People face ethical dilemmas every day. But it is perhaps, most prevalent in the law enforcement profession. Law enforcement officers face ethical dilemmas constantly. Some of the ethical issues that police face each day are: racial profiling, officer discretion, police officer loyalty, police officer abuse, and interrogatory deception. This paper will discuss the purpose of interrogatory deception, ways in which it is used, some of the current debates over the practice, and a landmark ruling in the Miranda case of 1966 which attempted to cease the use of intimidation and coercion practices of the police.
The first thing that should be thought about prior to any form of interrogation is the suspect’s rights; particularly his or her Miranda Rights. Also known as the Miranda warnings, “the purpose of [which] depends on whether you are the law enforcement officer or the suspect. From a suspect's point of view, it is to remind you that you have a Fifth Amendment right to remain silent and not incriminate yourself. From an officer's point of view, it is to help preserve the admissibility of your statements in a criminal proceeding” (Second Call Defense, 2014). There are four main principles to the Miranda statement that an officer will read; although the exact wording may change from police department to police department. Miranda warnings or rights basically state that: you have the right to remain silent, anything you say can be used against you, you have the right to an attorney, and you may be appointed an attorney if you cannot afford one. In addition, an individual may wave his rights outlined within the Miranda statements. Suspects can waive their rights to a lawyer and to remain silent by knowingly and voluntarily signing a statement.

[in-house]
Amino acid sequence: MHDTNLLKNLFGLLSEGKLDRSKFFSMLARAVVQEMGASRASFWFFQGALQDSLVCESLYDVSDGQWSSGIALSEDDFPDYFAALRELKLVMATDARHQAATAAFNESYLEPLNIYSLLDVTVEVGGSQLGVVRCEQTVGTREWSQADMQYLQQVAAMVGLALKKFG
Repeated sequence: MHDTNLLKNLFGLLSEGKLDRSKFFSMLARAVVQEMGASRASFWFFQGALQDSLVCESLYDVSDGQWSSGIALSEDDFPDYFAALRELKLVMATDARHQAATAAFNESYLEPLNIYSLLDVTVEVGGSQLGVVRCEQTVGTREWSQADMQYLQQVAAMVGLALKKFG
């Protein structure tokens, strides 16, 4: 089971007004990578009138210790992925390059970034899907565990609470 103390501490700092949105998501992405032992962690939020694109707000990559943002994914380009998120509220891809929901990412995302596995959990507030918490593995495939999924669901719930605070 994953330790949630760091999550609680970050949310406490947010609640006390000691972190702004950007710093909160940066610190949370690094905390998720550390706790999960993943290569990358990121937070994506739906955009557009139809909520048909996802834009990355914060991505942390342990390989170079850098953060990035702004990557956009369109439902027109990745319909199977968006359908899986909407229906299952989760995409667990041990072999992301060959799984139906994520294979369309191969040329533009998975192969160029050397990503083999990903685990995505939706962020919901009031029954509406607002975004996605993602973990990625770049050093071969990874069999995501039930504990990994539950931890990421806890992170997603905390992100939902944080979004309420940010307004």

In contrast, the purpose or “goal of [an] interrogation is to facilitate the act of confessing [and obtaining truth]” (Leo & Thomas, 1998). A different viewpoint might be to get the suspect talking and keep him or her talking. The problem arises when an officer sits down with a suspect in an attempt to gain the truth or a confession; however, the suspect refuses to cooperate.
So how can an officer facilitate the process and get a suspect to talk or even better, confess? Years ago this was accomplished by police through the use of force also known as police brutality. That practice has been abandoned due to its inhumane and brutal nature and its infringement of individual rights. Police were forced to seek an alternate means of obtaining information that did not rely on inhumane practices. This turnaround came in the form of trickery and deceit; called interrogatory deception. This type of psychological coercion is taught and practiced daily by today’s law enforcement. It is based on the utilitarian standpoint by police that the means justifies the outcome. This type of interrogation is performed in a way “which elicits admissions by deceiving suspects who have waived their right to...